Plaque

Sweetwater Dam, Spring Valley, California

Designed by James D. Schuyler and completed in 1888 to a height of
90 feet, this was once the tallest masonry arch dam in the United States,
and it served as a model for many others. The dam has survived three
overtoppings, and the water impounded by it has enabled economic
development of the National City, Chula Vista, and Bonita region.
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Sweetwater Dam, Spring Valley, California

When completed in 1888 to a height of 90 feet, Sweetwater Dam was once the tallest
masonry arch dam in the United States, and it led to many others of the same basic
design. The original construction began in November 1886 under the direction of Frank
E. Brown (civil engineer for Bear Valley Dam) with the rubble-masonry thin-arch design
being 50 feet in height. Subsequently, the owner of the water system called upon civil
engineer James D. Schuyler to continue and complete the project. Although the field of
hydrology was very new and not fully understood at the time, Mr. Schuyler determined
that the area of the watershed tributary to the dam, at about 186 square miles, justified
a higher structure that would increase the reservoir capacity by five times the original
design. He noted that the height change from 50 to 90 feet and the change to a gravity
arch design now relied on the arch design for its “factor of safety”, but felt confident with
the foundation and construction methods. There were subsequent modifications after
the dam’s original completion, which were completed under the direction of Schuyler
and civil engineer Hiram N. Savage. Since its original completion, Sweetwater Dam
has experienced unprecedented flood flows that overtopped the center crest three times
(1895, 1909, and 1916). Sweetwater Dam now stands 127 feet high with a crest length of
700 feet that provides over 27,000 acre-feet of water for domestic and irrigation use.

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H&H Database

Sweetwater Dam, Spring Valley, California

When completed in 1888 to a height of 90 feet, Sweetwater Dam was once the tallest
masonry arch dam in the United States, and it led to many others of the same basic
design. The original construction began in November 1886 under the direction of Frank
E. Brown (civil engineer for Bear Valley Dam) with the rubble-masonry thin-arch design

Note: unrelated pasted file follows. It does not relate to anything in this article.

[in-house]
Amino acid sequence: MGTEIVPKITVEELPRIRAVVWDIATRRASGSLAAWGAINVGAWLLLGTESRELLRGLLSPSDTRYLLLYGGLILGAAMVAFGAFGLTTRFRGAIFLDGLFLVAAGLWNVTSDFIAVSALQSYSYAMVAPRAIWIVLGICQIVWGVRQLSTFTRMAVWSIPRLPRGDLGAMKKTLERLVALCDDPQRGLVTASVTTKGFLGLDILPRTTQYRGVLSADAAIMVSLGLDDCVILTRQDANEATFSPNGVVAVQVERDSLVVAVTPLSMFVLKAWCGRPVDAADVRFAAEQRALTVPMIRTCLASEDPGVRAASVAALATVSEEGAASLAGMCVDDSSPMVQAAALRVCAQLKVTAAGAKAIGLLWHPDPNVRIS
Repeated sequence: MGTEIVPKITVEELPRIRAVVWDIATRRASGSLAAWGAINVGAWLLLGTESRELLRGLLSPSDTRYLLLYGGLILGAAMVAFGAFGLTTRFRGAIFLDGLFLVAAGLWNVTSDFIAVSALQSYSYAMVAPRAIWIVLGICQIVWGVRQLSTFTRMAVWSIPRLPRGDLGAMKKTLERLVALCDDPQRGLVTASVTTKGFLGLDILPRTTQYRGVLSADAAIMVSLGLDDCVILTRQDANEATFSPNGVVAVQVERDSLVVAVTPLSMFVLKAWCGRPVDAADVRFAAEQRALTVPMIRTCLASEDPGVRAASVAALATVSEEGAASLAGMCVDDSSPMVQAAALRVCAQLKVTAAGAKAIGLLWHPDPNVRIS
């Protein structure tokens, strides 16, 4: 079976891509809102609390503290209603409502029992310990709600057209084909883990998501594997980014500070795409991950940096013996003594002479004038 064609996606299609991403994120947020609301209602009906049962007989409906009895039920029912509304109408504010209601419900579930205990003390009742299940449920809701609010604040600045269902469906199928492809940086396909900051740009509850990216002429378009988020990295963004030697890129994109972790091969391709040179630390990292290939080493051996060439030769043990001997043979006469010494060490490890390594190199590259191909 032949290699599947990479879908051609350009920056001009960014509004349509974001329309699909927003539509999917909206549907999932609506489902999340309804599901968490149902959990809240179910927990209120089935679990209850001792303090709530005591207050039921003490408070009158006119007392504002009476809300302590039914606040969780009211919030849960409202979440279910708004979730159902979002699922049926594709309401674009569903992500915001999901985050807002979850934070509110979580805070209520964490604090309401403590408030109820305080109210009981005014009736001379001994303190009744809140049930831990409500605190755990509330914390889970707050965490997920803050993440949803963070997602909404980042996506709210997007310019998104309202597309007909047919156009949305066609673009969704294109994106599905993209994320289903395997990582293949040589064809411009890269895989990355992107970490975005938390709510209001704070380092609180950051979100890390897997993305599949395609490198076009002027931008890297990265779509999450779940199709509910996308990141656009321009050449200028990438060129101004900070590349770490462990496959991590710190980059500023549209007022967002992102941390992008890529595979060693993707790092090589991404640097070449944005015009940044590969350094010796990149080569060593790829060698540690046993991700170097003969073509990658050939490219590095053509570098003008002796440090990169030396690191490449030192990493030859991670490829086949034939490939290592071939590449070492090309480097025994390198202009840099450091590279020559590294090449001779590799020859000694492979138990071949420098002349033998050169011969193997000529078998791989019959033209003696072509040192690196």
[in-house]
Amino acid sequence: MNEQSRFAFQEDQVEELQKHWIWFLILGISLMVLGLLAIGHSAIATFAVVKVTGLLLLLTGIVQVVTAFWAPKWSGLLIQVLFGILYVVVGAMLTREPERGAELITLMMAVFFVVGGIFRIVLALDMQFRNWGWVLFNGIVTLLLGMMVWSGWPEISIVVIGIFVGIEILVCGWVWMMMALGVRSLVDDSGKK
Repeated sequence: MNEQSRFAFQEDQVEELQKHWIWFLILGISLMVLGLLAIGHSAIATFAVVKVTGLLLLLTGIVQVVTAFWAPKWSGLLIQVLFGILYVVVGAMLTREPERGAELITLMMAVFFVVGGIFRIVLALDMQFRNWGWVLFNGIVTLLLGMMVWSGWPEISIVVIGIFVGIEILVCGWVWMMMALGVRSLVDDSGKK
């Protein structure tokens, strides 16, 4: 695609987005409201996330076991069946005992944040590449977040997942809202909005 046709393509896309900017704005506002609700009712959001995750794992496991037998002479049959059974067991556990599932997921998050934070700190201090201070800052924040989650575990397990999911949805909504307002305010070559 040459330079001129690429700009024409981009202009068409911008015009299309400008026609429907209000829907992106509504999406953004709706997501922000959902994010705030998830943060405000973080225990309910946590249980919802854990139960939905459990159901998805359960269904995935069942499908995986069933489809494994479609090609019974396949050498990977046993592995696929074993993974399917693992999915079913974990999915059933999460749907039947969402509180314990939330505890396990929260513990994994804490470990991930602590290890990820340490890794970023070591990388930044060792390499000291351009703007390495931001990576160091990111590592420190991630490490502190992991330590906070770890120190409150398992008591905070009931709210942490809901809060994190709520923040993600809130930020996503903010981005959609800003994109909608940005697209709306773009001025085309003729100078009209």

being 50 feet in height. Subsequently, the owner of the water system called upon civil
engineer James D. Schuyler to continue and complete the project. Although the field of

hydrology was very new and not fully understood at the time, Mr. Schuyler determined
that the area of the watershed tributary to the dam, at about 186 square miles, justified
a higher structure that would increase the reservoir capacity by five times the original
design. He noted that the height change from 50 to 90 feet and the change to a gravity
arch design now relied on the arch design for its “factor of safety”, but felt confident
with the foundation and construction methods. The volume of water expected to be
stored was 18,636 acre-feet. There were subsequent modifications after the dam’s
original completion, with the majority completed by 1940. The major modifications were
completed under the direction of Schuyler and civil engineer Hiram N. Savage.

Since its original completion, Sweetwater Dam has experienced unprecedented flood
flows that overtopped the center crest three times (1895, 1909, and 1916). The 1916
flood event measured the runoff at nine times the spillway capacity with depth of flow
nearly four feet over the center crest. During the 1916 flood event, damage did occur to
the side spillways, but the main dam was not damaged.

In 2005, after 117 years of service, this dam was still serving its original purpose of
storing water for domestic and irrigation use by the citizens of National City, Chula
Vista, and Bonita. Sweetwater Dam now stands 127 feet high with a crest length of
700 feet that provides over 27,000 acre-feet of storage for local and imported (via San
Diego County Water Authority) water. This is a one-year water supply for the entire
service area population of nearly 177,000 people. This dam is a testament to its gravity-
arch design, the construction materials and techniques of the era, and the design and
construction engineers who worked on it.

Additional information on Sweetwater Dam can be obtained from the following
references:

1. “The Construction of Sweetwater Dam”, by James D. Schuyler, ASCE Transactions
Vol. XIX, November 1888.

2. “Development of Dam Engineering in the United States”, Eric B. Kollgaard and
Wallace L. Chadwick, Editors; Chapter 3, by Jan A. Veltrop, for the Unites States
Committee of the International Commission on Large Dams, 1988.